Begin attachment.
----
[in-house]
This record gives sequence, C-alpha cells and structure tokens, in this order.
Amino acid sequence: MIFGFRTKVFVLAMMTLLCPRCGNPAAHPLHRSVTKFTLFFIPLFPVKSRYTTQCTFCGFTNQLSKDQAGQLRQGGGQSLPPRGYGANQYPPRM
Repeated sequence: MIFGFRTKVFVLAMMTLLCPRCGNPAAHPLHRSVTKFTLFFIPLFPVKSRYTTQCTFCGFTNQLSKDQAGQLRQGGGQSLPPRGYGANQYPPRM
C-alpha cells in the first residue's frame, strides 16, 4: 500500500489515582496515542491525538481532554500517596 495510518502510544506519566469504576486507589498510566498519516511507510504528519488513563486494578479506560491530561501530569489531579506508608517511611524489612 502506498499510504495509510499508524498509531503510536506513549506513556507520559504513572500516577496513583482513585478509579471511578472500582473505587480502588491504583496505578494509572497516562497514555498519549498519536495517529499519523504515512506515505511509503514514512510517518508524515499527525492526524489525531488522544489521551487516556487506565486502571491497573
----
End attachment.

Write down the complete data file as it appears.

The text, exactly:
[in-house]
This record gives sequence, C-alpha cells and structure tokens, in this order.
Amino acid sequence: MIFGFRTKVFVLAMMTLLCPRCGNPAAHPLHRSVTKFTLFFIPLFPVKSRYTTQCTFCGFTNQLSKDQAGQLRQGGGQSLPPRGYGANQYPPRM
Repeated sequence: MIFGFRTKVFVLAMMTLLCPRCGNPAAHPLHRSVTKFTLFFIPLFPVKSRYTTQCTFCGFTNQLSKDQAGQLRQGGGQSLPPRGYGANQYPPRM
C-alpha cells in the first residue's frame, strides 16, 4: 500500500489515582496515542491525538481532554500517596 495510518502510544506519566469504576486507589498510566498519516511507510504528519488513563486494578479506560491530561501530569489531579506508608517511611524489612 502506498499510504495509510499508524498509531503510536506513549506513556507520559504513572500516577496513583482513585478509579471511578472500582473505587480502588491504583496505578494509572497516562497514555498519549498519536495517529499519523504515512506515505511509503514514512510517518508524515499527525492526524489525531488522544489521551487516556487506565486502571491497573